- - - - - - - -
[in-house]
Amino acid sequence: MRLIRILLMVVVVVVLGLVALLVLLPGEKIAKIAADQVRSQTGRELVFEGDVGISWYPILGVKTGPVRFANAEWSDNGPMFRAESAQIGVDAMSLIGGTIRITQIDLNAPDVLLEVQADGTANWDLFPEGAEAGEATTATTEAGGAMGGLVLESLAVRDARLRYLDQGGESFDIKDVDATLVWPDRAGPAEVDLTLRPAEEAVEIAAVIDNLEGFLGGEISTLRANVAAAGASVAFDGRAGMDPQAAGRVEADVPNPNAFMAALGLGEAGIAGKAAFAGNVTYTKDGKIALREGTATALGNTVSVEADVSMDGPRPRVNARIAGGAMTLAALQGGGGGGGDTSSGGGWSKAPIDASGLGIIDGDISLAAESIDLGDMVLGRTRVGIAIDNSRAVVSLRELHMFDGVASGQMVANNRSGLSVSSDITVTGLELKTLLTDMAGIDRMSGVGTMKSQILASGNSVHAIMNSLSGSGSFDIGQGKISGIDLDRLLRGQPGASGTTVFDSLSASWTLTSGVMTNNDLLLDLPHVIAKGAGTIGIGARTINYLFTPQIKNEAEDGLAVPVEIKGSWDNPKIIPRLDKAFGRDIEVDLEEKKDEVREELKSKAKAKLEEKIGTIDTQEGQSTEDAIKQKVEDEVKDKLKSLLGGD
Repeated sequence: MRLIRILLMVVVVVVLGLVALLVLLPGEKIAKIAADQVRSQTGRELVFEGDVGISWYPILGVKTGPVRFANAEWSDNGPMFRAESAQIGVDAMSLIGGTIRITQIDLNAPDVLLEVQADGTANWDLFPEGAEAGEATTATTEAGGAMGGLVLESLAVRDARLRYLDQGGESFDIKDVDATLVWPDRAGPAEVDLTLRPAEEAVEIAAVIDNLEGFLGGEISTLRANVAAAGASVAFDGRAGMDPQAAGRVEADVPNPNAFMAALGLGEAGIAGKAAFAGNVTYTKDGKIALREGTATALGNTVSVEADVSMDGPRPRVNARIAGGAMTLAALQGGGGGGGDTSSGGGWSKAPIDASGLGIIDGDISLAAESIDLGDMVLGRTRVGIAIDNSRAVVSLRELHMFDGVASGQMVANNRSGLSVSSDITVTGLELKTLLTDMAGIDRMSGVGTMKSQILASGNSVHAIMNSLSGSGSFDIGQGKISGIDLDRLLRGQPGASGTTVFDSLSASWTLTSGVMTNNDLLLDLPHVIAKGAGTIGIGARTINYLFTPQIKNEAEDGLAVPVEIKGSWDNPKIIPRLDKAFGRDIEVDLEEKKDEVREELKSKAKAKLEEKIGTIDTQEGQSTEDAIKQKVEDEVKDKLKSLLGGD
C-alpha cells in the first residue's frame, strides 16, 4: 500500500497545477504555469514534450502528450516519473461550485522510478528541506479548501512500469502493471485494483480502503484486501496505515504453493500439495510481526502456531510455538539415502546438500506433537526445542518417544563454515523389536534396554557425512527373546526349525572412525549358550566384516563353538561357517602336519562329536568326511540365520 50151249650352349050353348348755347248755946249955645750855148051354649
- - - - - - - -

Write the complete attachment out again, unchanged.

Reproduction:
[in-house]
Amino acid sequence: MRLIRILLMVVVVVVLGLVALLVLLPGEKIAKIAADQVRSQTGRELVFEGDVGISWYPILGVKTGPVRFANAEWSDNGPMFRAESAQIGVDAMSLIGGTIRITQIDLNAPDVLLEVQADGTANWDLFPEGAEAGEATTATTEAGGAMGGLVLESLAVRDARLRYLDQGGESFDIKDVDATLVWPDRAGPAEVDLTLRPAEEAVEIAAVIDNLEGFLGGEISTLRANVAAAGASVAFDGRAGMDPQAAGRVEADVPNPNAFMAALGLGEAGIAGKAAFAGNVTYTKDGKIALREGTATALGNTVSVEADVSMDGPRPRVNARIAGGAMTLAALQGGGGGGGDTSSGGGWSKAPIDASGLGIIDGDISLAAESIDLGDMVLGRTRVGIAIDNSRAVVSLRELHMFDGVASGQMVANNRSGLSVSSDITVTGLELKTLLTDMAGIDRMSGVGTMKSQILASGNSVHAIMNSLSGSGSFDIGQGKISGIDLDRLLRGQPGASGTTVFDSLSASWTLTSGVMTNNDLLLDLPHVIAKGAGTIGIGARTINYLFTPQIKNEAEDGLAVPVEIKGSWDNPKIIPRLDKAFGRDIEVDLEEKKDEVREELKSKAKAKLEEKIGTIDTQEGQSTEDAIKQKVEDEVKDKLKSLLGGD
Repeated sequence: MRLIRILLMVVVVVVLGLVALLVLLPGEKIAKIAADQVRSQTGRELVFEGDVGISWYPILGVKTGPVRFANAEWSDNGPMFRAESAQIGVDAMSLIGGTIRITQIDLNAPDVLLEVQADGTANWDLFPEGAEAGEATTATTEAGGAMGGLVLESLAVRDARLRYLDQGGESFDIKDVDATLVWPDRAGPAEVDLTLRPAEEAVEIAAVIDNLEGFLGGEISTLRANVAAAGASVAFDGRAGMDPQAAGRVEADVPNPNAFMAALGLGEAGIAGKAAFAGNVTYTKDGKIALREGTATALGNTVSVEADVSMDGPRPRVNARIAGGAMTLAALQGGGGGGGDTSSGGGWSKAPIDASGLGIIDGDISLAAESIDLGDMVLGRTRVGIAIDNSRAVVSLRELHMFDGVASGQMVANNRSGLSVSSDITVTGLELKTLLTDMAGIDRMSGVGTMKSQILASGNSVHAIMNSLSGSGSFDIGQGKISGIDLDRLLRGQPGASGTTVFDSLSASWTLTSGVMTNNDLLLDLPHVIAKGAGTIGIGARTINYLFTPQIKNEAEDGLAVPVEIKGSWDNPKIIPRLDKAFGRDIEVDLEEKKDEVREELKSKAKAKLEEKIGTIDTQEGQSTEDAIKQKVEDEVKDKLKSLLGGD
C-alpha cells in the first residue's frame, strides 16, 4: 500500500497545477504555469514534450502528450516519473461550485522510478528541506479548501512500469502493471485494483480502503484486501496505515504453493500439495510481526502456531510455538539415502546438500506433537526445542518417544563454515523389536534396554557425512527373546526349525572412525549358550566384516563353538561357517602336519562329536568326511540365520 50151249650352349050353348348755347248755946249955645750855148051354649